Shock Artistry

Sarah Lucas: Au Naturel

an exhibition at the New Museum, New York City, September 26, 2018–January 20, 2019; and the Hammer Museum, Los Angeles, June 9–September 1, 2019
Catalog of the exhibition edited by Massimiliano Gioni and Margot Norton
Phaidon/New Museum, 239 pp., $79.95
Au Naturel, artwork by Sarah Lucas
Sarah Lucas/Sadie Coles HQ, London
Sarah Lucas: Au Naturel, 1994

The art of the British sculptor Sarah Lucas seems to operate on a sliding scale between anger and whimsy. At one end are works like Receptacle of Lurid Things (1991), a life-size flesh-colored wax cast of what we assume to be a middle finger—raised at the art audience? At patriarchy? At everyone?—and at the other is Sex Baby Bed Base (2000), a mattress spring frame from which Lucas has hung (on a wire clothes hanger) a small sleeveless T-shirt, the fabric sliced in front to admit a couple of lemons, pushed through from behind, as bared breasts. The lower half of this rough-and-ready female simulacrum is completed by a rubber chicken. The whole assemblage feels fun, cheap, and provisional: open to interpretation, and not giving a damn. To walk through Lucas’s first major American retrospective, “Au Naturel,” is to move across this emotional register with her: stirred, amused, and to some extent implicated in her willful incorrectness and smirking, post-punk critique of everyday sexism.

Lucas’s first important show was at twenty-six, after she graduated from art school at Goldsmiths, University of London. Called “Freeze,” this now-legendary three-part exhibition in 1988 was organized by her friend and fellow student Damien Hirst, who was still an undergraduate. Hirst, Lucas, and more than a dozen of their friends took over a dilapidated Port of London Authority building in the London docklands and refurbished it themselves—the kind of DIY project that came to characterize the era. The title signified “now,” “of the moment.” The centerpiece was Mat Collishaw’s Bullet Hole, an eight-by-twelve-foot backlit transparency in fifteen frames of a bloody head wound; he’d gotten the image from a pathology textbook. Anya Gallaccio’s installation, Waterloo, was made from over two thousand pounds of poured lead (some of which ran molten into her boot, resulting in third-degree burns). More engaged with organizing the show than with producing his own art, Hirst exhibited clusters of wall-mounted cardboard boxes covered in house paint. Not until the third iteration of “Freeze” that summer did he hit on his spot paintings, which continue to generate cash and publicity thirty years after their debut.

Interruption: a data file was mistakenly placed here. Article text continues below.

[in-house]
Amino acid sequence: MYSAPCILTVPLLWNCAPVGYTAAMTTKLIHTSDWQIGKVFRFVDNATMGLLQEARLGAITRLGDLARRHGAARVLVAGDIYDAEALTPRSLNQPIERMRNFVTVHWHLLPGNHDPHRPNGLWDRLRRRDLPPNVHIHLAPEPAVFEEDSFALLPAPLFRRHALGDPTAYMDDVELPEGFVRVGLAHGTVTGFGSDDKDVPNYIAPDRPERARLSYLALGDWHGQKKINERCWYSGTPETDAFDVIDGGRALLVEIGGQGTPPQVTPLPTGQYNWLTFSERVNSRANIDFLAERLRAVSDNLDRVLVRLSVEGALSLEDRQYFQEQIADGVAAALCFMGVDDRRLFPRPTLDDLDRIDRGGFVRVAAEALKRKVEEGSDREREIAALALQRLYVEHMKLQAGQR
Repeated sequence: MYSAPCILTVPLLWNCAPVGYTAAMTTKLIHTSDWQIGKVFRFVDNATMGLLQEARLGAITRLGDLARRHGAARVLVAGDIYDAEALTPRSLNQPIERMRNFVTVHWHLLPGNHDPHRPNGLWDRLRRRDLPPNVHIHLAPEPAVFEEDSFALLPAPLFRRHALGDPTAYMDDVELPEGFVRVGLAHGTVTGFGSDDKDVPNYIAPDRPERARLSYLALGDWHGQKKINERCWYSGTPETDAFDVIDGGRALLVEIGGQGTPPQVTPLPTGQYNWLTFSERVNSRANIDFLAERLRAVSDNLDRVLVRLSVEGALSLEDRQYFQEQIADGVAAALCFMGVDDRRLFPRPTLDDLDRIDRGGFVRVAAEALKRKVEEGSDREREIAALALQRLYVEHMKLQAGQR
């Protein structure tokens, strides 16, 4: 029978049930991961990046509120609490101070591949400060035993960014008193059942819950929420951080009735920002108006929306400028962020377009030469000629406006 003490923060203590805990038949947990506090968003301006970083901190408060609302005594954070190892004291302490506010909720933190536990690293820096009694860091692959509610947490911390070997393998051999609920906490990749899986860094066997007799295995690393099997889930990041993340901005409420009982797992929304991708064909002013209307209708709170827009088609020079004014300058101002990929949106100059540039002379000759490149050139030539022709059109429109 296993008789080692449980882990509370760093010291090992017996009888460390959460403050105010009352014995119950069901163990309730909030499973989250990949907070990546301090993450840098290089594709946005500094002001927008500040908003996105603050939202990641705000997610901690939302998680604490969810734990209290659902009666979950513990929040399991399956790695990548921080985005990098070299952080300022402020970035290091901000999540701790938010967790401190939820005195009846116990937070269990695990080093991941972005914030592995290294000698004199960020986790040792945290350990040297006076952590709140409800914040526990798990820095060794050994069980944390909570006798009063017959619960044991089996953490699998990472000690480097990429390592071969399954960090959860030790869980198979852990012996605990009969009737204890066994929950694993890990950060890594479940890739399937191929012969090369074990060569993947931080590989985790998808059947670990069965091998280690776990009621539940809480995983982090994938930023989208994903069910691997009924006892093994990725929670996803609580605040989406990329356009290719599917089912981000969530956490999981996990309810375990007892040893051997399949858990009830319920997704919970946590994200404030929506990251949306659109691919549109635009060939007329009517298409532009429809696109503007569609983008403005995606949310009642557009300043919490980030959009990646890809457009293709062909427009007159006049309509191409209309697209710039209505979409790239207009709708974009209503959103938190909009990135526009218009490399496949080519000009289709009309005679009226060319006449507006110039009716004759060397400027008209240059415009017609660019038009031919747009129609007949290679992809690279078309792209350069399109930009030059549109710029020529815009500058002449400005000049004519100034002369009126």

Lucas’s contribution was a set of large abstract aluminum sculptures that looked, as she described them later, “somehow crushed up”; as the show kept evolving, she took those away and put up brick walls that “looked like brick-wall paintings.” Sometimes only a trickle of visitors would come through the door, but as word got around they came to include the director of the Tate Gallery, Nicholas Serota; the exhibitions secretary at the Royal Academy, Norman Rosenthal; and the powerful collector Charles Saatchi, whose leathery wings soon folded around Damien Hirst.

“Freeze” launched a generation of artists who became known as the Young British Artists (a term coined by Michael Corris…

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